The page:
When Jennay Ghowrwal was a junior in college, she noticed that someone close to her – once scholarly and determined –began acting paranoid and erratic. The person started suffering from delusions that Ghowrwal and others were plotting conspiracies and that the CIA was controlling the brains of other loved ones. Ghowrwal couldn’t figure out what was happening, but she knew the person’s life was falling apart. Years later the behavior was explained with a diagnosis – late-onset schizophrenia.
Ghowrwal learned that involuntary treatment is not an option when someone refuses treatment. It wasn’t until her loved one was a danger– once threatening to burn down the house – that Ghowrwal could invoke involuntary treatment.
During her masters, Ghowrwal worked as a research and development consultant for healthcare providers and nonprofits. She found that contact with the criminal justice system was nearly inevitable for many people struggling with mental health disorders. This – along with the experience trying to access mental health treatment for someone she cared about – drove Ghowrwal to study criminology and criminal justice, focusing on the intersection of the criminal justice system and mental health.
“There’s a significant break in a patient’s care if they have a run-in with the criminal justice system. The idea kept settling in for me that all the things that were hurting people in the criminal justice system were making for an enormously worse situation for mental health care,” says Ghowrwal.
In the weeks after someone is criminally charged, they will encounter countless police officers, corrections officers, and court representatives. None of these people are advocates for the defendant. Defense attorneys, particularly public defenders, are the first – and often only – advocate within the criminal justice system for the incarcerated. But these attorneys lack the specific and substantive training to represent and interact with someone facing a mental health challenge, which account for 40 percent of Maryland public defenders’ clients in 2017, estimates Ghowrwal.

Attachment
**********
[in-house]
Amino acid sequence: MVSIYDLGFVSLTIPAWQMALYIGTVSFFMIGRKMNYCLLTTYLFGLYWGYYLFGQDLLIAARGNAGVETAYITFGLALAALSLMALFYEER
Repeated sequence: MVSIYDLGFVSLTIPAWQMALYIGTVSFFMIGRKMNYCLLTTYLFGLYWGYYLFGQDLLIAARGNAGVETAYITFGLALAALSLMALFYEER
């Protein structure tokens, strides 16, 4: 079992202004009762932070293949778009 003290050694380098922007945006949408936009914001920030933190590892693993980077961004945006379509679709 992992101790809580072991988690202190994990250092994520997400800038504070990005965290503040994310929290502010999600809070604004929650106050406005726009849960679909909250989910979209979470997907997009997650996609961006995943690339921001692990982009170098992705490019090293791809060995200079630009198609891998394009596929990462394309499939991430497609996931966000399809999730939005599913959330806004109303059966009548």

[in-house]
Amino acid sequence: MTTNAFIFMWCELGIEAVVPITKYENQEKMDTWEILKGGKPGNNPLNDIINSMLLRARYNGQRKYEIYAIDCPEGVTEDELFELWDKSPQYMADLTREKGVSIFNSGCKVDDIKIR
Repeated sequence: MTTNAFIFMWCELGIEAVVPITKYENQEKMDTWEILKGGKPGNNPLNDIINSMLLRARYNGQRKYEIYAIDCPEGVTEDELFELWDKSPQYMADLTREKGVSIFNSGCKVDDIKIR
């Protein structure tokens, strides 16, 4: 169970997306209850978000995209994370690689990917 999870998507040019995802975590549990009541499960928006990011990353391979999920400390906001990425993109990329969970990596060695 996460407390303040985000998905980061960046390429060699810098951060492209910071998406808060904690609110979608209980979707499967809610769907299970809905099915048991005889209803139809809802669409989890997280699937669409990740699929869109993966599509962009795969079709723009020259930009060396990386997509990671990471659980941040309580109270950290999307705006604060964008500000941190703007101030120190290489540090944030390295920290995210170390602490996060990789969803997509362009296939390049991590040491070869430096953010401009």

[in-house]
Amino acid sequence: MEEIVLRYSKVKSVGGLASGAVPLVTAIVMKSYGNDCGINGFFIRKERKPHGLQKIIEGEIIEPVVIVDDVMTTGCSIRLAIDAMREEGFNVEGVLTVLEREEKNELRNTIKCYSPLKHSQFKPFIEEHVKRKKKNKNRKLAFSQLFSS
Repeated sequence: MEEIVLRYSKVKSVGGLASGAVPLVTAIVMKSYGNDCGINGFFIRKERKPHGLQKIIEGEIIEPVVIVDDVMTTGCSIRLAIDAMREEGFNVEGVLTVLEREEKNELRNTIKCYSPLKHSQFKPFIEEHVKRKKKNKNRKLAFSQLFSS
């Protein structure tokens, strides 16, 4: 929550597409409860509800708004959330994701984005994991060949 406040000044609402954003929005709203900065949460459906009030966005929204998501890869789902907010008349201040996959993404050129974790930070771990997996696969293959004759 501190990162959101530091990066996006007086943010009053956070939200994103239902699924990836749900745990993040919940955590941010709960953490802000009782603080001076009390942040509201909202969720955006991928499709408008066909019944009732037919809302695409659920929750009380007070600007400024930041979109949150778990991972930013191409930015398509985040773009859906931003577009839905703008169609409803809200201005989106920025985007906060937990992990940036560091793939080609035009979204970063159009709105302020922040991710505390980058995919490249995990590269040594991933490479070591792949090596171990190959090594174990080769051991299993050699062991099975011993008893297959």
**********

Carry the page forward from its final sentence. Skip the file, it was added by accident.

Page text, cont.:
As an OSI-Baltimore Community Fellow, Ghowrwal will establish REMIND (Recognizing and Engaging Mental Health in Indigent Defense) to improve the experiences of indigent criminal defendants facing mental health challenges by training defense attorneys to better communicate with and advocate for them.
Ghowrwal will develop a client-centered training curriculum to teach defense attorneys – particularly those defending clients with a mental health challenge – communication techniques, ethical considerations, and legal techniques. Ghowrwal will consult with community advocates, past public defender clients who self-identify as having experienced mental health challenges, public defenders, social workers and clinicians to develop the curriculum.
“The focus of the training is to teach attorneys about what their clients are experiencing,” says Ghowrwal. “These attorneys work to respect and assert the humanity of people that have typically been written off. It’s an enormous gesture to someone facing a mental health challenge.”
Ghowrwal hopes REMIND will become a training model across Maryland. “I’m committed to making this a high-quality and responsive training. In the future, I’d like to see this adapted for the private bar and eventually be a standard for public defenders. We’re at a good time politically and socially to shine a light on the inequalities in the criminal justice system and the important work of public defenders as advocates for vulnerable members of our community,” says Ghowrwal.
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